Essential oil kits typically contain several trial-sized bottles of pure essential oils, as well as carrier oils, empty bottles, empty atomizers, bath salts, and pipettes. These accompaniments allow purchasers to make their own perfumes, bath oils, bath salts, scrubs, body sprays, room freshener sprays, and massage oils. Pamphlets explaining the benefits and characteristics of the essential oils are generally included, since most kits are bought as exploratory gifts by novices with little prior knowledge of essential oils. Beginners generally gravitate toward essential oil kits instead of individual full-sized bottles of essential oils because the kits are a less expensive way to experiment without losing money on oils that turn out to be undesirable.
These sampler kits can range from five essential oil offerings to 25. Lavender, orange, and lemon essential oils are common inclusions in many kits. Essential oils are oils that are distilled from roots, barks, stems, and leaves of plants, typically using steam. They have no additives and are thought to carry the essence of the plant from which they are derived. The concentration of essential oils is such that they are considered strong enough to potentially burn, sting, or irritate the body if they are not diluted with a carrier oil, such as olive oil or jojoba oil.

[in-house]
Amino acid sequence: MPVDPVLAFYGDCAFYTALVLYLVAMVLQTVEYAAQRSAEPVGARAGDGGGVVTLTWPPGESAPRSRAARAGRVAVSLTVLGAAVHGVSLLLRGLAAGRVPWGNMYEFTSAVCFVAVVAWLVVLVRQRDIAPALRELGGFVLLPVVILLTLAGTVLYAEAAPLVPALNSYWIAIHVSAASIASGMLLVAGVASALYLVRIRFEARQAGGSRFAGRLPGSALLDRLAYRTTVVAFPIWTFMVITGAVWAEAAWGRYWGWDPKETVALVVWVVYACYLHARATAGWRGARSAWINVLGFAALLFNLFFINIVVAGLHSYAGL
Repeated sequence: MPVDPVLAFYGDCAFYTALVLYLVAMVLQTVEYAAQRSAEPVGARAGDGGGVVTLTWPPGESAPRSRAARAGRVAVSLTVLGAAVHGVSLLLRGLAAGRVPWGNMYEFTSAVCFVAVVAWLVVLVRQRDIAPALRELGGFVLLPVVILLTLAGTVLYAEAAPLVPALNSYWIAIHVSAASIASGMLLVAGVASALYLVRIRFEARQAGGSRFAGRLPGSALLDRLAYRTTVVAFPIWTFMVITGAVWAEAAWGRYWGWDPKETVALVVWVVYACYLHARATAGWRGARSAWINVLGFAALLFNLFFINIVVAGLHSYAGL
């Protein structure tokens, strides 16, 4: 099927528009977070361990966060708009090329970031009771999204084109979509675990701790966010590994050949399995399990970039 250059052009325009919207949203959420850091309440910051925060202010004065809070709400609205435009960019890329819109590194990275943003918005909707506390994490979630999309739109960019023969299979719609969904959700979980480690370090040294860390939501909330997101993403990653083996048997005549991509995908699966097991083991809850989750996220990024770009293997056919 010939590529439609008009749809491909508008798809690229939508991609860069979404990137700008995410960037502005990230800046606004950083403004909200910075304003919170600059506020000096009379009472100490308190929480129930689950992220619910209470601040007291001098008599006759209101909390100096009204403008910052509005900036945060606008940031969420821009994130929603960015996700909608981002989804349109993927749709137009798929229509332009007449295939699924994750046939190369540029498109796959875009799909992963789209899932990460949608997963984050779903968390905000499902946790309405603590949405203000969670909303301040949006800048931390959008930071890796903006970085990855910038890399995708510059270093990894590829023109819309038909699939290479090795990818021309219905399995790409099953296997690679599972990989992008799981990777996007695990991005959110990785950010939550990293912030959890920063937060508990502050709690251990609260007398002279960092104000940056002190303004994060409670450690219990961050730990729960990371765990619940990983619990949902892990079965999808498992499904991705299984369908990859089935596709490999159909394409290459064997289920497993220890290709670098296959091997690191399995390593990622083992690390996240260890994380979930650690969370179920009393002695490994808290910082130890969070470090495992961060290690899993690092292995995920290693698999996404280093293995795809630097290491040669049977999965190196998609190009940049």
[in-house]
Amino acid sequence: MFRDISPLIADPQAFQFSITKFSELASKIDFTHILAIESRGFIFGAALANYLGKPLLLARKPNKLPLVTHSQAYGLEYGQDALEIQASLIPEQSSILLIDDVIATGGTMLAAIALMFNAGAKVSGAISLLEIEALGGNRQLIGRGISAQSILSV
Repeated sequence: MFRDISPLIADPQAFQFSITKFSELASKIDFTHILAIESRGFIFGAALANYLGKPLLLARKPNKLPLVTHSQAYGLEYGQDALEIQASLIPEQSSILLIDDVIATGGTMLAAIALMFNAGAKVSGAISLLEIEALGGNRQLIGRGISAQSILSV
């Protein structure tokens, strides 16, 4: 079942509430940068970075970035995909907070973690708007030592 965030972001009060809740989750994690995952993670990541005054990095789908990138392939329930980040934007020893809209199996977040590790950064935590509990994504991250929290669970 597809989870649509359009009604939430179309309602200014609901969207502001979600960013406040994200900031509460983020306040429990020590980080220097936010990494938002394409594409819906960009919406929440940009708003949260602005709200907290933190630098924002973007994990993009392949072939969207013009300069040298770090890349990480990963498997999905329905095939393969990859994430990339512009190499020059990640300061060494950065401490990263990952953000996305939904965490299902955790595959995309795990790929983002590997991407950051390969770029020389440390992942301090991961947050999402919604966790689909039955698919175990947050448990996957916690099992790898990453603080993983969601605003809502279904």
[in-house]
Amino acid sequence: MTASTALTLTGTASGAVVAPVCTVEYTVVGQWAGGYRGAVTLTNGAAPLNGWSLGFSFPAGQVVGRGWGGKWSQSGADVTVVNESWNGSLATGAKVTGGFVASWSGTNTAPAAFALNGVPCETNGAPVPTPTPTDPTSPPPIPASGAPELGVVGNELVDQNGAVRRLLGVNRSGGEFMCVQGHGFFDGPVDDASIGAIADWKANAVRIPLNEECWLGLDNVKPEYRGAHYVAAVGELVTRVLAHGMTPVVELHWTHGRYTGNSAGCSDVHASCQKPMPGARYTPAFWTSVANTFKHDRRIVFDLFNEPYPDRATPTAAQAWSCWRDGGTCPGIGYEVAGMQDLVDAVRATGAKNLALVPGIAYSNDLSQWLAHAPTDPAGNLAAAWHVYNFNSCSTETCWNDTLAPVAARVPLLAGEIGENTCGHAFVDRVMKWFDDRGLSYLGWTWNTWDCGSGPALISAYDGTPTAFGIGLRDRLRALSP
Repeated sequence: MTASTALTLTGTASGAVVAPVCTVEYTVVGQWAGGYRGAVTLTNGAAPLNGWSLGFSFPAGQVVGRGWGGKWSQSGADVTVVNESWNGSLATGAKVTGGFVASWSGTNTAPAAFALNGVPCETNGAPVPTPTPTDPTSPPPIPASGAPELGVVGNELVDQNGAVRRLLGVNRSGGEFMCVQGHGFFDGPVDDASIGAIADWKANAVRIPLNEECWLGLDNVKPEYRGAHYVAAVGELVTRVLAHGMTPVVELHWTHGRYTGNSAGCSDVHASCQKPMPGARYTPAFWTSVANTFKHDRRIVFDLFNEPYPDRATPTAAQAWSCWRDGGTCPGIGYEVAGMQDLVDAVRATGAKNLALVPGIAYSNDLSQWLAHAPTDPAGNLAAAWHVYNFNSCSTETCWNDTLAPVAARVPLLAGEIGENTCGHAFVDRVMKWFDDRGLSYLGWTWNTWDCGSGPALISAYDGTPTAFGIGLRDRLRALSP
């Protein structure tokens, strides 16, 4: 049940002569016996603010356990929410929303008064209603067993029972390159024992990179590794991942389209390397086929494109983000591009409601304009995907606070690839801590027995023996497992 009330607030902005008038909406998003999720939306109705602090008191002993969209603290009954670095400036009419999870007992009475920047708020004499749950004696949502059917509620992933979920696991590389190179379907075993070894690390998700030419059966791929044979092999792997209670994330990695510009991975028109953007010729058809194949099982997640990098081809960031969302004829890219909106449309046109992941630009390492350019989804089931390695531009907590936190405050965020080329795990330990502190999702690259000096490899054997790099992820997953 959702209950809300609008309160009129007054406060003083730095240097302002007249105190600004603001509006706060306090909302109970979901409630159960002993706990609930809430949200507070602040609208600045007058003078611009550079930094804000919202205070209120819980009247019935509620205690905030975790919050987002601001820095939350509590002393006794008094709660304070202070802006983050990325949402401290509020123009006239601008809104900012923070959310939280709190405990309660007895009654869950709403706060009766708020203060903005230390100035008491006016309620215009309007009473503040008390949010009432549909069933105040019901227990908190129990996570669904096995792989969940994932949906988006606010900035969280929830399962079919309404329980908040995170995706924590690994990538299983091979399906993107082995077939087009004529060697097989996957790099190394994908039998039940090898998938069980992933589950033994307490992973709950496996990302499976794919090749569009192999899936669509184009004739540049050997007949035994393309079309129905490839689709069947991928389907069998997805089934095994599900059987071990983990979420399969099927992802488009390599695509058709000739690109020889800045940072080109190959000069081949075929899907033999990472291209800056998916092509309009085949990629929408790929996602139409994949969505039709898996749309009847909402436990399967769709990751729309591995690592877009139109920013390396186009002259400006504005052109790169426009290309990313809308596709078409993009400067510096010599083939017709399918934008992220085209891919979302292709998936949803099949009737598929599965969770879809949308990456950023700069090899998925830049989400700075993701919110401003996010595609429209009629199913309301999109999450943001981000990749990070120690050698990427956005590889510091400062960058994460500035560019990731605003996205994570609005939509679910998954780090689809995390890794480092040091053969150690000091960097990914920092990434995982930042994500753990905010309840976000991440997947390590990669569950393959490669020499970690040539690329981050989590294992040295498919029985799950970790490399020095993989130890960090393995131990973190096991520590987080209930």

The scents of the essential oils and the oils’ minuscule molecules, which are able to fully penetrate several layers of skin, have been credited with having the power to cure psychologically and emotionally. Alternative medicine practitioners have used more than 100 essential oils since ancient times to treat a range of conditions, including arthritis, depression, acne, headaches, gingivitis, sore throats, warts, and heart palpitations. The practice of using these antiviral and antifungal essential oils for therapeutic purposes is called aromatherapy. Essential oil kits can occasionally be crafted around a specific aromatherapy theme; for example, yoga-themed essential oil kits would include oils that aid meditation.
Purchasers of essential oil kits who wish to use these oils as massage oil can add three to five drops of the oil to an ounce or two of carrier oil. The oil mixture can usually be safely rubbed on all parts of the body except for sensitive membranes in the mouth, genital areas, or inside the nose. Many aromatherapists advise against massaging essential oils directly into swollen joints or inflamed areas because the oils can cause additional irritation. People who use the oils for a bath typically add 10 to 15 drops of the oil to tepid bathwater. Perfumes and sprays are customarily made by adding 10 to 30 drops of three to five different essential oils into a base consisting of carrier oil and an alcohol, such as vodka.